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[tit-l] /ˈtɪt l/
a dot or other small mark in writing or printing, used as a diacritic, punctuation, etc.
a very small part or quantity; a particle, jot, or whit:
He said he didn't care a tittle.
Origin of tittle
before 900; Middle English titel, Old English titul < Medieval Latin titulus mark over letter or word. See title Unabridged
Based on the Random House Dictionary, © Random House, Inc. 2015.
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Examples from the Web for tittle
Historical Examples
  • He says the law is not to pass away; but that every jot and tittle of it is to be fulfilled.

    The Gospel of St. John Frederick Denison Maurice
  • And what have they to offer thee which are worth the least tittle of that which she would have given thee?

    Thais Anatole France
  • But never a jot or tittle had Mullins been shaken from the original statement.

    An Apache Princess Charles King
  • But there was not a tittle of evidence against them, and they were discharged.

    Tom Gerrard Louis Becke
  • Of this there could be no tittle of doubt, the archer cheeringly insisted.

  • She had no desire to keep from his knowledge any tittle of what had occurred.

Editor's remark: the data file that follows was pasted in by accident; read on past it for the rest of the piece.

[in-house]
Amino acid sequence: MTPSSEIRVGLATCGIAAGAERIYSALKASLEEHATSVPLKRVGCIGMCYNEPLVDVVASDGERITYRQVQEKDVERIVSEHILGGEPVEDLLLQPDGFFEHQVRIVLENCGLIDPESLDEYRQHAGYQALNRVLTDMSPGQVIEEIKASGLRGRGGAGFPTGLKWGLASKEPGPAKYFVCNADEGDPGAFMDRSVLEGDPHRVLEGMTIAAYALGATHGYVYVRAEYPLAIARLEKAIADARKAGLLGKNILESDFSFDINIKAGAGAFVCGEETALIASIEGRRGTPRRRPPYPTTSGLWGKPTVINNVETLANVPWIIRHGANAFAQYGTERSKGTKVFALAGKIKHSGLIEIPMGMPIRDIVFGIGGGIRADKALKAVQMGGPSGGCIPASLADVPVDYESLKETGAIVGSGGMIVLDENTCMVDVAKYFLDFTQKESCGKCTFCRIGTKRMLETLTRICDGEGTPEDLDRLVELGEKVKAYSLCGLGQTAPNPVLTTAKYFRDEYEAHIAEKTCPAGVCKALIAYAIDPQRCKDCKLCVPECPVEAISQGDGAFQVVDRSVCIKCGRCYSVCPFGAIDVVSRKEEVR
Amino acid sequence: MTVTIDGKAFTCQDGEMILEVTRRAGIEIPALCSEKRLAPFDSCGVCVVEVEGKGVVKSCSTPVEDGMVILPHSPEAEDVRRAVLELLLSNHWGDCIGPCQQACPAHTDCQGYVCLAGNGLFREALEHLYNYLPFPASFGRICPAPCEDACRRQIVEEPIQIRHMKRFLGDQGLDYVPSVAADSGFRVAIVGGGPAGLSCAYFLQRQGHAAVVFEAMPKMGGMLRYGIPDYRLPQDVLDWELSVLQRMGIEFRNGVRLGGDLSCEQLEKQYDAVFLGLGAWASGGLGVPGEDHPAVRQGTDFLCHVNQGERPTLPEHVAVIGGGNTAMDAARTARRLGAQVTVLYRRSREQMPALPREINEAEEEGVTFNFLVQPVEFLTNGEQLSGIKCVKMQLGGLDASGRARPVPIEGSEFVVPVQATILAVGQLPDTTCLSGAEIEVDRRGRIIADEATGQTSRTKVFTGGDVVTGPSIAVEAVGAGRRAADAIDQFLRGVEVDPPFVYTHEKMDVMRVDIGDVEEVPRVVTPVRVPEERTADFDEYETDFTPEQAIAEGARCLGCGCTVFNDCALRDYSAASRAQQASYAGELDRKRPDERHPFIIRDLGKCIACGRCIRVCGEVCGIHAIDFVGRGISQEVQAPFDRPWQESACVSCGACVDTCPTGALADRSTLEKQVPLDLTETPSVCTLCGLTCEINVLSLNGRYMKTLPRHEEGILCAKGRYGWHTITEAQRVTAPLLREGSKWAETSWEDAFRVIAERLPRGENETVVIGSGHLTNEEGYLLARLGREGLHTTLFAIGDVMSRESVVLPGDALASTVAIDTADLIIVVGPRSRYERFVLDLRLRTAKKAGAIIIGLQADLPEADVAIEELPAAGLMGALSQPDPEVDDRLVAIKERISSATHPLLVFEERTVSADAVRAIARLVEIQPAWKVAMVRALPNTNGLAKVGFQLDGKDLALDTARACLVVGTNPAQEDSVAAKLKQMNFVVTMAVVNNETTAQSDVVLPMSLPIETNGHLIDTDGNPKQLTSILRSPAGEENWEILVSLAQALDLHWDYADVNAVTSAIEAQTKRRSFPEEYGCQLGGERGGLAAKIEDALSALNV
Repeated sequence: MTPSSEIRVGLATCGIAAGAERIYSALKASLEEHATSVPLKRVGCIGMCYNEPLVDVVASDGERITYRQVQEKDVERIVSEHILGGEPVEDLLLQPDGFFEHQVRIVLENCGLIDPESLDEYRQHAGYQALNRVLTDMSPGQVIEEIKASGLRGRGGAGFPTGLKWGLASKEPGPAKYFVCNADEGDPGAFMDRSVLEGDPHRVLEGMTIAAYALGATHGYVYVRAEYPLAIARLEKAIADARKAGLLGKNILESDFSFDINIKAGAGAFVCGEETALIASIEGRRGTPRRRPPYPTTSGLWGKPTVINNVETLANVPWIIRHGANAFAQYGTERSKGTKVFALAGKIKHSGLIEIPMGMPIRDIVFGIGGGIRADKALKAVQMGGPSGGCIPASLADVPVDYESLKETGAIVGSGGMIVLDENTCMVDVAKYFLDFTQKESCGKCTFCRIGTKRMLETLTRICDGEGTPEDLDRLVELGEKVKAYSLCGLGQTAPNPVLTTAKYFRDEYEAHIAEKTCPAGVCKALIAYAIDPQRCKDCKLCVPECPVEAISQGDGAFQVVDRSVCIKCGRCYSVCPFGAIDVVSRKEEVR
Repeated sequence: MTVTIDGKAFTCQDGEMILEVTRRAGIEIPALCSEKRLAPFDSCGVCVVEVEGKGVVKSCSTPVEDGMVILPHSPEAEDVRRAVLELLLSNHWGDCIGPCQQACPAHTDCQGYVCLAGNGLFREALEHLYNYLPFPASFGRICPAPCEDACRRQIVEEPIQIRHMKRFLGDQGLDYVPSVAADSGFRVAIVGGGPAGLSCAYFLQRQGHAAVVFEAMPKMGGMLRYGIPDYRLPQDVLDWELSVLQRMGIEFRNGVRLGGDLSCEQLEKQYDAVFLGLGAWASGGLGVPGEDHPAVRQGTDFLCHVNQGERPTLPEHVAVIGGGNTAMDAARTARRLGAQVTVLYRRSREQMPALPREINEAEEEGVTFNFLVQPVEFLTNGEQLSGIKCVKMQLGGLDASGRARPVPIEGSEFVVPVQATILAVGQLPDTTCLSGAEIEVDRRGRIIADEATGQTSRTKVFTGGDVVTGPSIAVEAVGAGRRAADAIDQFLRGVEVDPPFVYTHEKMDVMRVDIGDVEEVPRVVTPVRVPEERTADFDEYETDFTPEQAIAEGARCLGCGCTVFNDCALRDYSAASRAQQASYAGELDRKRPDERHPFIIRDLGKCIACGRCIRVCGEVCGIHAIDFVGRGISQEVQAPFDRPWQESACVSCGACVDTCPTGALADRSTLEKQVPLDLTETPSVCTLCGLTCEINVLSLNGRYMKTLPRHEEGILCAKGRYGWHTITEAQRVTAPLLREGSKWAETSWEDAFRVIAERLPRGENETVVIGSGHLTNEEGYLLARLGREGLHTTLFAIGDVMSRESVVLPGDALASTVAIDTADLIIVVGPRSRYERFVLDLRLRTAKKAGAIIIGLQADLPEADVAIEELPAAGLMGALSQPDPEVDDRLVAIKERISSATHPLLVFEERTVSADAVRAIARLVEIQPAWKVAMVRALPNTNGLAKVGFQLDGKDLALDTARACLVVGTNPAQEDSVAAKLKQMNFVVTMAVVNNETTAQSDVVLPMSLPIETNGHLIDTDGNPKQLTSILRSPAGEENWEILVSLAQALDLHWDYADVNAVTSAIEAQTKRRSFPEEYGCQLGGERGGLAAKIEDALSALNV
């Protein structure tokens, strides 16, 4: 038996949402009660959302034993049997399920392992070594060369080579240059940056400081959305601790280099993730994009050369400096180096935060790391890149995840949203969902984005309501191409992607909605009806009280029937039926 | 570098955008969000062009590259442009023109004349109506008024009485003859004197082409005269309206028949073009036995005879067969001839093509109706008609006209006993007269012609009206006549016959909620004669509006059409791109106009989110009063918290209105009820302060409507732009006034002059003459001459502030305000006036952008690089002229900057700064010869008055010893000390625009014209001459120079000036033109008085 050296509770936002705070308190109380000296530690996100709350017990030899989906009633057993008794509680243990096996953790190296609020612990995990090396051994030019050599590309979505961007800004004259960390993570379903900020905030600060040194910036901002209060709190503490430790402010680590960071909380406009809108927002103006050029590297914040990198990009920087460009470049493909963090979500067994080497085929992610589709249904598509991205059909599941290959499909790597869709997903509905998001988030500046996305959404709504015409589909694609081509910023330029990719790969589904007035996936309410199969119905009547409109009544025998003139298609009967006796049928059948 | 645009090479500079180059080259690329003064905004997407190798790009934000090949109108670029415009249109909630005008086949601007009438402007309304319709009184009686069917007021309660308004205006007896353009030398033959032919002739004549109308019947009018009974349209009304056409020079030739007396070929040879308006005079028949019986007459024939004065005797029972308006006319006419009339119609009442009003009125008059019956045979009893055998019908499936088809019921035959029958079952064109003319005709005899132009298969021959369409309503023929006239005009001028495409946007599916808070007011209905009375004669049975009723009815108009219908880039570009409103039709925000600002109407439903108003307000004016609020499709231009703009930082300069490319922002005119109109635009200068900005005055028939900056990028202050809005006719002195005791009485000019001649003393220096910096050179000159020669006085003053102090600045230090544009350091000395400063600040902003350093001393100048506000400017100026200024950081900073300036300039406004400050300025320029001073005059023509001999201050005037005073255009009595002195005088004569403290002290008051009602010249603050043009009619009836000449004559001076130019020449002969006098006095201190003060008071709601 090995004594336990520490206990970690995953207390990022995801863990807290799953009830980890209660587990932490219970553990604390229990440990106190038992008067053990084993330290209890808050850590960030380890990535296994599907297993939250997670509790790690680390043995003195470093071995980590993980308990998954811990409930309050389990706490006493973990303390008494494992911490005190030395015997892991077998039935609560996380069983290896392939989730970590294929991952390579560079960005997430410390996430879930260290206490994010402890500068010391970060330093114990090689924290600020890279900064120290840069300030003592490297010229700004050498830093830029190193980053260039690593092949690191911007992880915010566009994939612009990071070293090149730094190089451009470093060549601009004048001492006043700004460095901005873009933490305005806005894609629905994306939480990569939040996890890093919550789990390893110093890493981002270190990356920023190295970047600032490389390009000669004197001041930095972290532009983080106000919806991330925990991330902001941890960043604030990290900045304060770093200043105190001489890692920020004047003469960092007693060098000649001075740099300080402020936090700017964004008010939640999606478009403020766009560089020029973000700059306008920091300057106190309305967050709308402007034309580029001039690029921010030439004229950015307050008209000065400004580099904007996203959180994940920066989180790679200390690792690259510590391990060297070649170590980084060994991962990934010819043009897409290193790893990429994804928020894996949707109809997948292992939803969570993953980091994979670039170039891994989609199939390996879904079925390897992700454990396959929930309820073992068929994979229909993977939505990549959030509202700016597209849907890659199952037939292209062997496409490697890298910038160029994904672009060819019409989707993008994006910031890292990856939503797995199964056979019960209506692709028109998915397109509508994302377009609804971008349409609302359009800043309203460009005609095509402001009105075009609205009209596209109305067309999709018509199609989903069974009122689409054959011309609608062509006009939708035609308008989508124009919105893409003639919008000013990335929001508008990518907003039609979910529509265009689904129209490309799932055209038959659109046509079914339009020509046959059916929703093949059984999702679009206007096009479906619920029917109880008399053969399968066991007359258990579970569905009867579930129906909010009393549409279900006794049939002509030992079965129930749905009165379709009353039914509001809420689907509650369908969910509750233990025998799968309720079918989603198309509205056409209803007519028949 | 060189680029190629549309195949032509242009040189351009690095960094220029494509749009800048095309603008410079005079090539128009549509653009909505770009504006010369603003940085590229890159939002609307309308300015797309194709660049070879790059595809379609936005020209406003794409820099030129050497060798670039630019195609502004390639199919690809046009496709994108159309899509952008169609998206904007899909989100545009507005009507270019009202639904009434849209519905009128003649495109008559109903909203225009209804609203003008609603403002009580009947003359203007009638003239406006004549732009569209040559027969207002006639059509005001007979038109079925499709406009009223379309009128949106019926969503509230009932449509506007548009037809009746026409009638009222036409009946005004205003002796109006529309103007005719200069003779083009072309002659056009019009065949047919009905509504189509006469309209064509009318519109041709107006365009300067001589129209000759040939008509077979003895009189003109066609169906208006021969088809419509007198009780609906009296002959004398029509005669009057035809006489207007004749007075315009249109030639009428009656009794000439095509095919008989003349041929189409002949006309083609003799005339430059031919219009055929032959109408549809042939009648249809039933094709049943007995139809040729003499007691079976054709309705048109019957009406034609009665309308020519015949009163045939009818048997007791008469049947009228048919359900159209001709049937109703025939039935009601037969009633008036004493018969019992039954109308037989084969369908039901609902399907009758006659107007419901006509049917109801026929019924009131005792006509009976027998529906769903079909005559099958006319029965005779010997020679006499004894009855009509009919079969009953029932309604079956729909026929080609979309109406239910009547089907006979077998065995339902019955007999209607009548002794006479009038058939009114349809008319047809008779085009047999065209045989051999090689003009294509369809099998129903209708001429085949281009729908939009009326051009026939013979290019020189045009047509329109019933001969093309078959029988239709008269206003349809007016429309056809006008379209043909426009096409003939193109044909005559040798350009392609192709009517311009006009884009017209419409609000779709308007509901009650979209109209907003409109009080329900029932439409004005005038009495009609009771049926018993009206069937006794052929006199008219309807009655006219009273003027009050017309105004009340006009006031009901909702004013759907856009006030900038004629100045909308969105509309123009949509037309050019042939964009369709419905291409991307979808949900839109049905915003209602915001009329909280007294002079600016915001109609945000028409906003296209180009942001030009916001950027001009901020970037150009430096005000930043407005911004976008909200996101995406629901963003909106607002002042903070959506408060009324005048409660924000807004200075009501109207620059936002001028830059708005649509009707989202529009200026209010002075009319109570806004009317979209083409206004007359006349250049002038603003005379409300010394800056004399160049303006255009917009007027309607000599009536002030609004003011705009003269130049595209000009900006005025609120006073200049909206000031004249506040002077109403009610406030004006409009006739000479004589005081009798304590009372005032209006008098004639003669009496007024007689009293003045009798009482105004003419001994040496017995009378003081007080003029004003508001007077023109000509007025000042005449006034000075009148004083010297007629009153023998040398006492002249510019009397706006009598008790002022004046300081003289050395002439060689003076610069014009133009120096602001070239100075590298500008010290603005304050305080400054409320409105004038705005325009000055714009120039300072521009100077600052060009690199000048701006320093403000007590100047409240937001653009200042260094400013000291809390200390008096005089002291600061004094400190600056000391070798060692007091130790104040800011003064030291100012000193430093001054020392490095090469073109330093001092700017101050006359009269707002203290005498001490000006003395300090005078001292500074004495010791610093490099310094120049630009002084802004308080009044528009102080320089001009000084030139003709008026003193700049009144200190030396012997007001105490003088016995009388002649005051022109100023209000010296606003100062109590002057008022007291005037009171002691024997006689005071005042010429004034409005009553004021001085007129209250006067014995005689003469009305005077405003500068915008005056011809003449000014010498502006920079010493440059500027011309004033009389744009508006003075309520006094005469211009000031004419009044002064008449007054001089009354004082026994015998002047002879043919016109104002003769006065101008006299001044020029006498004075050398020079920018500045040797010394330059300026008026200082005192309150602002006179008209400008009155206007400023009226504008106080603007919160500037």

Miss Mackenzie Anthony Trollope
  • He would, in no tittle, be turned from his purpose by the unfortunate coming of this wretched man.

    Dr. Wortle's School Anthony Trollope
  • Let them accuse him as they might, there would be no tittle of evidence against him.

    Cousin Henry Anthony Trollope
  • Now was her turn; and she would not abate one jot or tittle.

    Cleek, the Master Detective Thomas W. Hanshew
  • But of criticism he can have no jot or tittle, no trace or germ.

British Dictionary definitions for tittle


a small mark in printing or writing, esp a diacritic
a jot; particle
Word Origin
C14: from Medieval Latin titulus label, from Latin: title
Collins English Dictionary - Complete & Unabridged 2012 Digital Edition
© William Collins Sons & Co. Ltd. 1979, 1986 © HarperCollins
Publishers 1998, 2000, 2003, 2005, 2006, 2007, 2009, 2012
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Word Origin and History for tittle

late 14c., "small stroke or point in writing," representing Latin apex in Late Latin sense of "accent mark over a vowel," borrowed (perhaps by influence of Provençal titule "the dot over -i-") from Latin titulus "inscription, heading" (see title (n.)).

Online Etymology Dictionary, © 2010 Douglas Harper
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tittle in the Bible

a point, (Matt. 5:18; Luke 16:17), the minute point or stroke added to some letters of the Hebrew alphabet to distinguish them from others which they resemble; hence, the very least point.

Easton's 1897 Bible Dictionary
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